Portland Mayor and Police Commissioner Ted Wheeler, Multnomah District Attorney Mike Schmidt, and other city officials “created a vacuum where peacekeeping efforts and criminal accountability should be; in its place, an environment of vigilantism emerged that ultimately led to the death of Aaron Danielson,” states the lawsuit, which was filed in federal court in Portland, and obtained by The Epoch Times.
Danielson was killed in Portland on Aug. 29, 2020. Michael Reinoehl, a self-described member of the far-left, anarcho-communist Antifa network, later admitted to shooting Danielson, who was wearing a hat with the logo for Patriot Prayer, a right-wing group, and has been described as a Patriot Prayer supporter.
The two groups clashed in Portland before the shooting, with little intervention by police officers.
The Portland Police Bureau, overseen by Wheeler, chose to let rioters attack a federal courthouse in the city during the spring of 2020, triggering a deployment of federal officers to protect the building and leading to nightly clashes that drew nationwide attention.
Rioters, including members of Antifa, later turned their attention on other facilities, such as police precincts and the headquarters of the Portland police union. While some arrests were made, many of those arrested saw their charges dropped or their cases not pursued by prosecutors, under an unusual policy implemented by Schmidt’s office shortly after he became the district attorney.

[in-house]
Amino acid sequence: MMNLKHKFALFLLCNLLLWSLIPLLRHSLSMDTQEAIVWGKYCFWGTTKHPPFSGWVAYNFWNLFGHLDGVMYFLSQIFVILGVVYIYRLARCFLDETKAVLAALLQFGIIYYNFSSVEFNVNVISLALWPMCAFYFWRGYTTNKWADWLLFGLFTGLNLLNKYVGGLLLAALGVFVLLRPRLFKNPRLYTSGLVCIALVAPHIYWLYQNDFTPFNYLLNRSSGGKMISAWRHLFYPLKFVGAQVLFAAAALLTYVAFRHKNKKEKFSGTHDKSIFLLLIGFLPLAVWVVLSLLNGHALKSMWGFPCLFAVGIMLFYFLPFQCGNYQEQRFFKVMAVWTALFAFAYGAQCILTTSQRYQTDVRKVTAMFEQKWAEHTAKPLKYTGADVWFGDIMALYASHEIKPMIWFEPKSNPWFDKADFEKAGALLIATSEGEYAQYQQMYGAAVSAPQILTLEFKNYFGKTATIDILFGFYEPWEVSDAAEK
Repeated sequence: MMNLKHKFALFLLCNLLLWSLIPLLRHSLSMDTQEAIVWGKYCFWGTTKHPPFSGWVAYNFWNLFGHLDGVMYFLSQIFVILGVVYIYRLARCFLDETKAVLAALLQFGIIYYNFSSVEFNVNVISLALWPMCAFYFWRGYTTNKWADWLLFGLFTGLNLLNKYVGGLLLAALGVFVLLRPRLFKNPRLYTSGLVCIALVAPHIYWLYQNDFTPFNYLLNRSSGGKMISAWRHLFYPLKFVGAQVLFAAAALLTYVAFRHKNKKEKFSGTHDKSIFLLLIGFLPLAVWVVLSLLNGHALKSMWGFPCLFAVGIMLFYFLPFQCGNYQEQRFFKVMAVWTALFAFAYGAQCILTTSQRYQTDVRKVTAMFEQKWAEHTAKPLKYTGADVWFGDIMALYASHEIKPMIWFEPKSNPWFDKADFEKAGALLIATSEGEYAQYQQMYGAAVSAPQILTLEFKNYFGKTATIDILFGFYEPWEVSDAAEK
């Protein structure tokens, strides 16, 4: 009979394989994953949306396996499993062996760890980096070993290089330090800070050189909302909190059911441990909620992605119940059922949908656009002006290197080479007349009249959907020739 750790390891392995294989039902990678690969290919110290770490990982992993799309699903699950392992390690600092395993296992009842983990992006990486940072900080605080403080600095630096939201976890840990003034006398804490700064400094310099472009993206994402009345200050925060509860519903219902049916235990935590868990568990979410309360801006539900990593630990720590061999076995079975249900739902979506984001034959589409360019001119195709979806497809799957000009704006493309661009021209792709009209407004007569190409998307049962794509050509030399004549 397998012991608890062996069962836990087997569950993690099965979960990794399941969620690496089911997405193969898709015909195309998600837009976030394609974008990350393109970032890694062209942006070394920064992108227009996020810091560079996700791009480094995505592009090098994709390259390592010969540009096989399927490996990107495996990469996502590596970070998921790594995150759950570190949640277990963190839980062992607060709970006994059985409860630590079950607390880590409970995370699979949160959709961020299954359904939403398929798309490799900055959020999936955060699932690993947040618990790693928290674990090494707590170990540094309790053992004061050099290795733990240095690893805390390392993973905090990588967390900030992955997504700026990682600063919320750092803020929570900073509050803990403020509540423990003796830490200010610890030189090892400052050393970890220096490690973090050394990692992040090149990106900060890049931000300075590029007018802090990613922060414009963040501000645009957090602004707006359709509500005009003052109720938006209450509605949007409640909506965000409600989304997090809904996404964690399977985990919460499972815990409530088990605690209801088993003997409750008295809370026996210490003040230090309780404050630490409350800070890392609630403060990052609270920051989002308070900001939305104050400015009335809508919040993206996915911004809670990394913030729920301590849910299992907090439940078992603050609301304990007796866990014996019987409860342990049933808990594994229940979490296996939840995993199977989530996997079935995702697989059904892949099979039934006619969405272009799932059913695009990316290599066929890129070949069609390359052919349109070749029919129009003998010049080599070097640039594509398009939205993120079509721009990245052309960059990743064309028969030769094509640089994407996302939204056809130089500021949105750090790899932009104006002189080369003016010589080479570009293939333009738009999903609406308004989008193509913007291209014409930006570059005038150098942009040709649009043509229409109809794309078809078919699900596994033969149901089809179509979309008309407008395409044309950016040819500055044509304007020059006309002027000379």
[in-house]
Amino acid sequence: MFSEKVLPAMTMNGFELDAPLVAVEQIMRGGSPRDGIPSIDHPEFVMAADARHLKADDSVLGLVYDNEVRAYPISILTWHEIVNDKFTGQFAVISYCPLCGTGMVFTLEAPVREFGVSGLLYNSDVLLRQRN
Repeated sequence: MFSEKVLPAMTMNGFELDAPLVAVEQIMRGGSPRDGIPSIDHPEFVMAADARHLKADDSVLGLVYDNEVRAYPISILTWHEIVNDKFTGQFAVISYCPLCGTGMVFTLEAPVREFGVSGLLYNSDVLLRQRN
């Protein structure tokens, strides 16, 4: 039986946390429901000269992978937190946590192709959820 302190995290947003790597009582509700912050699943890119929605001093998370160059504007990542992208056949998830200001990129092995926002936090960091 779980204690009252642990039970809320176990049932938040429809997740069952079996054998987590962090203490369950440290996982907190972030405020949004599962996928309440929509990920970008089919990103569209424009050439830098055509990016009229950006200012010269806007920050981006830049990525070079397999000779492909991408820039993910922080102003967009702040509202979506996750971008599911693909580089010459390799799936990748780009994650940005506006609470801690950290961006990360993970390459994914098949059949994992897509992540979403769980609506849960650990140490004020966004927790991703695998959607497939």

The new suit says the approach used by police and prosecutors also included delegating the authority to engage in crowd control and crime prevention to individuals who provided security services for Antifa, Black Lives Matter, and right-wing groups like Patriot Prayer.
The defendants knew that a large-scale demonstration was planned the night Danielson was killed and was aware that members of Antifa and others planned to confront demonstrators but chose to deploy a minimal police presence while also ordering officers to “stay out of sight” and allow the demonstrators and protesters to “express their emotions,” the suit also alleges, quoting Wheeler.